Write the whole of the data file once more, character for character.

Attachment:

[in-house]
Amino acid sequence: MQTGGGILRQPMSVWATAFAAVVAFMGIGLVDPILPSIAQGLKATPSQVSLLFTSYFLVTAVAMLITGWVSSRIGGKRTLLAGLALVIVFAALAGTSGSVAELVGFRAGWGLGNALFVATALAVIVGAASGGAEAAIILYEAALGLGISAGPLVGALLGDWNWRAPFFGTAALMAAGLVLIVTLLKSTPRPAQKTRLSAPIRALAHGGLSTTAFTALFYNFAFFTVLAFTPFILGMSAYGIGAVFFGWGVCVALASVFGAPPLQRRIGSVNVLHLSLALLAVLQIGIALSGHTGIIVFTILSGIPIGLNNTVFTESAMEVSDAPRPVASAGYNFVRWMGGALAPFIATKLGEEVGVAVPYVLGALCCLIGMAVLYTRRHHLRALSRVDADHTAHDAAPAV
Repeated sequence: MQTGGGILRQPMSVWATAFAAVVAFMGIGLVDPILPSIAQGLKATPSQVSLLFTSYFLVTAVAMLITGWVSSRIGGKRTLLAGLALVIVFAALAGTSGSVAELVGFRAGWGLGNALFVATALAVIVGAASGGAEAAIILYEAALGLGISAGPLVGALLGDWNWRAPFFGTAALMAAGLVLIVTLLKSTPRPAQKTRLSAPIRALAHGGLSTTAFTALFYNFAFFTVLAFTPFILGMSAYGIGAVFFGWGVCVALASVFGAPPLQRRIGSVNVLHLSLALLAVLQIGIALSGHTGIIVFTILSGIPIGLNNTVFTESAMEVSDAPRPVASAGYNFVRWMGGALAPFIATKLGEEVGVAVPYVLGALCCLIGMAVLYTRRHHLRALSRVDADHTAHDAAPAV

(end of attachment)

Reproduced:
[in-house]
Amino acid sequence: MQTGGGILRQPMSVWATAFAAVVAFMGIGLVDPILPSIAQGLKATPSQVSLLFTSYFLVTAVAMLITGWVSSRIGGKRTLLAGLALVIVFAALAGTSGSVAELVGFRAGWGLGNALFVATALAVIVGAASGGAEAAIILYEAALGLGISAGPLVGALLGDWNWRAPFFGTAALMAAGLVLIVTLLKSTPRPAQKTRLSAPIRALAHGGLSTTAFTALFYNFAFFTVLAFTPFILGMSAYGIGAVFFGWGVCVALASVFGAPPLQRRIGSVNVLHLSLALLAVLQIGIALSGHTGIIVFTILSGIPIGLNNTVFTESAMEVSDAPRPVASAGYNFVRWMGGALAPFIATKLGEEVGVAVPYVLGALCCLIGMAVLYTRRHHLRALSRVDADHTAHDAAPAV
Repeated sequence: MQTGGGILRQPMSVWATAFAAVVAFMGIGLVDPILPSIAQGLKATPSQVSLLFTSYFLVTAVAMLITGWVSSRIGGKRTLLAGLALVIVFAALAGTSGSVAELVGFRAGWGLGNALFVATALAVIVGAASGGAEAAIILYEAALGLGISAGPLVGALLGDWNWRAPFFGTAALMAAGLVLIVTLLKSTPRPAQKTRLSAPIRALAHGGLSTTAFTALFYNFAFFTVLAFTPFILGMSAYGIGAVFFGWGVCVALASVFGAPPLQRRIGSVNVLHLSLALLAVLQIGIALSGHTGIIVFTILSGIPIGLNNTVFTESAMEVSDAPRPVASAGYNFVRWMGGALAPFIATKLGEEVGVAVPYVLGALCCLIGMAVLYTRRHHLRALSRVDADHTAHDAAPAV